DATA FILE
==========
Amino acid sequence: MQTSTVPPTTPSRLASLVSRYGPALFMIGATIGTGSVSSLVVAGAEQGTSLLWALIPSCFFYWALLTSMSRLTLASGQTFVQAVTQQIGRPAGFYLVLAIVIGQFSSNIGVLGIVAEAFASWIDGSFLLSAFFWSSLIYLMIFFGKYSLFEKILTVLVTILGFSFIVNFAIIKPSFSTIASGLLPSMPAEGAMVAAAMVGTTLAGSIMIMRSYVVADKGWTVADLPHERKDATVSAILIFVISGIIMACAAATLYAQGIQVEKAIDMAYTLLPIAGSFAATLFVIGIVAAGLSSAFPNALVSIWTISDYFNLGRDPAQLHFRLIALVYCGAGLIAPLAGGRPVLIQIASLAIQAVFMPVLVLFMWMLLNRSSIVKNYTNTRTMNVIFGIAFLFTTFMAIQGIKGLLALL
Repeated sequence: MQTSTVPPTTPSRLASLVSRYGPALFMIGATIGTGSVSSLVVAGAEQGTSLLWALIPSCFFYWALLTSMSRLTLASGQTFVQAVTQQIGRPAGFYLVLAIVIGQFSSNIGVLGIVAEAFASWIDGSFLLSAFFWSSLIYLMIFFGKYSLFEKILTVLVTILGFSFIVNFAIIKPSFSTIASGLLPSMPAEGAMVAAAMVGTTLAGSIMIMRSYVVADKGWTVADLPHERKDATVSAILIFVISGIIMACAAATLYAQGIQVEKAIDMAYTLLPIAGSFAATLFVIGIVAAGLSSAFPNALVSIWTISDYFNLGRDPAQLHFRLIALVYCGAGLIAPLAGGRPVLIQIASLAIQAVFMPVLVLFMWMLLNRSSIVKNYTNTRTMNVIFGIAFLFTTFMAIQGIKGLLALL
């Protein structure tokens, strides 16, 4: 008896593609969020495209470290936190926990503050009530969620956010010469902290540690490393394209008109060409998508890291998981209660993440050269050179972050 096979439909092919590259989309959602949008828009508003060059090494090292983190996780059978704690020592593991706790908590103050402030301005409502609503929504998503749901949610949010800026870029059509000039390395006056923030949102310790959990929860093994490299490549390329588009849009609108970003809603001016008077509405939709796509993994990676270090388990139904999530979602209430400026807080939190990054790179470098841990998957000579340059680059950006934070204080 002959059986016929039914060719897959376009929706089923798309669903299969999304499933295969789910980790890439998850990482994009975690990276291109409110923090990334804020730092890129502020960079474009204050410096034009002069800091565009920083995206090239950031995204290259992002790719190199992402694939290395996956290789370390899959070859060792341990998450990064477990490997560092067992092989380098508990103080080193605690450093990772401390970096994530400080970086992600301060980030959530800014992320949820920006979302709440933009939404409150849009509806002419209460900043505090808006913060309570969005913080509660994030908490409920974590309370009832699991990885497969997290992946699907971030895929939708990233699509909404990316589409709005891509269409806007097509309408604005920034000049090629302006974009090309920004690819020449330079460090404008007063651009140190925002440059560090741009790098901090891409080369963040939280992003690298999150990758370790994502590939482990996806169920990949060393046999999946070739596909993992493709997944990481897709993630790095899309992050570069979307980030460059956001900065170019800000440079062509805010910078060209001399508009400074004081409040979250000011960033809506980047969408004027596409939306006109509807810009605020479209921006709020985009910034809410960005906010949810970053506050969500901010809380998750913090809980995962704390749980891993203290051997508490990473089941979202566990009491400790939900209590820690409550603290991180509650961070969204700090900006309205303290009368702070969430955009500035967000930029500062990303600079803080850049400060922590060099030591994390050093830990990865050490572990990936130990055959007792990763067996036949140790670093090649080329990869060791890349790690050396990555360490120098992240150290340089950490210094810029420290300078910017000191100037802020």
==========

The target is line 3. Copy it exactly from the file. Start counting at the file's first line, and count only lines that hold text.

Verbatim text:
């Protein structure tokens, strides 16, 4: 008896593609969020495209470290936190926990503050009530969620956010010469902290540690490393394209008109060409998508890291998981209660993440050269050179972050 096979439909092919590259989309959602949008828009508003060059090494090292983190996780059978704690020592593991706790908590103050402030301005409502609503929504998503749901949610949010800026870029059509000039390395006056923030949102310790959990929860093994490299490549390329588009849009609108970003809603001016008077509405939709796509993994990676270090388990139904999530979602209430400026807080939190990054790179470098841990998957000579340059680059950006934070204080 002959059986016929039914060719897959376009929706089923798309669903299969999304499933295969789910980790890439998850990482994009975690990276291109409110923090990334804020730092890129502020960079474009204050410096034009002069800091565009920083995206090239950031995204290259992002790719190199992402694939290395996956290789370390899959070859060792341990998450990064477990490997560092067992092989380098508990103080080193605690450093990772401390970096994530400080970086992600301060980030959530800014992320949820920006979302709440933009939404409150849009509806002419209460900043505090808006913060309570969005913080509660994030908490409920974590309370009832699991990885497969997290992946699907971030895929939708990233699509909404990316589409709005891509269409806007097509309408604005920034000049090629302006974009090309920004690819020449330079460090404008007063651009140190925002440059560090741009790098901090891409080369963040939280992003690298999150990758370790994502590939482990996806169920990949060393046999999946070739596909993992493709997944990481897709993630790095899309992050570069979307980030460059956001900065170019800000440079062509805010910078060209001399508009400074004081409040979250000011960033809506980047969408004027596409939306006109509807810009605020479209921006709020985009910034809410960005906010949810970053506050969500901010809380998750913090809980995962704390749980891993203290051997508490990473089941979202566990009491400790939900209590820690409550603290991180509650961070969204700090900006309205303290009368702070969430955009500035967000930029500062990303600079803080850049400060922590060099030591994390050093830990990865050490572990990936130990055959007792990763067996036949140790670093090649080329990869060791890349790690050396990555360490120098992240150290340089950490210094810029420290300078910017000191100037802020």